Hopkins vowed to support Paul in the both the Republican primary and the general election. However, he said that if Paul loses the nomination to another Republican, he will throw his vote to a third party.
Polls conducted by Bloomberg News last week put Paul in second place behind Mitt Romney in both New Hampshire and Iowa with 17-percent and 19-percent respectively. Unlike several other GOP candidates Michelle Bachman, Rick Perry, Herman Cain and Newt Gingrich whose polling numbers have waxed and waned, Paul has polled consistently, without, however, significantly expanding his support.
Another Bloomberg poll indicated that if Paul bolted the GOP to run as a third-party candidate, he would capture 18-percent of the vote, effectively throwing the election to Obama, who would top Romney with 44-percent to 32-percent.
So, if many Republicans & many Democrats support Ron Paul, why couldn’t he take Obama? I think he has the best chance of doing just that.
See my post #31 immediately above. :)
I have been saying for months that cross-over Democrats will be choosing the GOP candidate in NH’s open primary...here you go.
I agree - close the votes. Leftists have no business voting in GOP elections.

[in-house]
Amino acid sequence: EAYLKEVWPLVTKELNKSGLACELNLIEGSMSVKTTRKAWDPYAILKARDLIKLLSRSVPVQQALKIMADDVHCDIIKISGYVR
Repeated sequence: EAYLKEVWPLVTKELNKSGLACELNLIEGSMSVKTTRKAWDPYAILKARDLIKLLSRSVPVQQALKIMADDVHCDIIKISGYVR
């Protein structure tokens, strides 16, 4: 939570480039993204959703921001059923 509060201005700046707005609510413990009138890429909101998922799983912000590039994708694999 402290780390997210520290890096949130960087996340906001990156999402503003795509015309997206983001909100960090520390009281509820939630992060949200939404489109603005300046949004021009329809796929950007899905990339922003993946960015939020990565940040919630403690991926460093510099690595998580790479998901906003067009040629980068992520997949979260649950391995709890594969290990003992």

We could just ignore NH. Who in the hell cares what 10,000 people in NH think?
“I agree - close the votes. Leftists have no business voting in GOP elections.”
Not that simple. See my post #31 above.
Newbie Paulie plant begone - we don’t want you here.
So who is supporting Paul? In New Hampshire, Paul is the choice of just 13 percent of Republicans, according to the new poll, while he is the favorite of 36 percent of independents and 26 percent of Democrats who intend to vote in the primary. Paul leads in both non-Republican categories.
"Paul is doing the best job of getting those people who aren't really Republicans but say they're going to vote in the Republican primary," explains Smith. Among that group are libertarians, dissatisfied independents and Democrats who are "trying to throw a monkey wrench in the campaign by voting for someone who is more philosophically extreme," says Smith.
Paul tops the field when pollsters ask Republicans which candidate they are certain not to support. "When you ask people which candidate they are least likely to vote for, Ron Paul is pretty high, because most Republicans here really don't want to vote for him," says Smith. "His support is not coming, by and large, from Republican voters."
This is an intriguing premise. Paul gets many Democrat and Independent votes in the GOP primary. So if Paul were to run as an independent, he probably would get those Democrat and Independent voters. This overstates his support in the primaries, and he probably wouldn't hurt the GOP much in the general election, either.
Seems like this would help conservatives. If the liberal, open-primary states go for Paul, that would deal greater blows to Romney than to Newt. If Newt wins the conservative states then it would seem he is thrust to frontrunner status. I’m not sure if Paul would come out on top if he won every blue state or not, which I guess would be the only danger. Newt can make Romney his V.P. to assuage the establishment if he doesn’t get over 50%.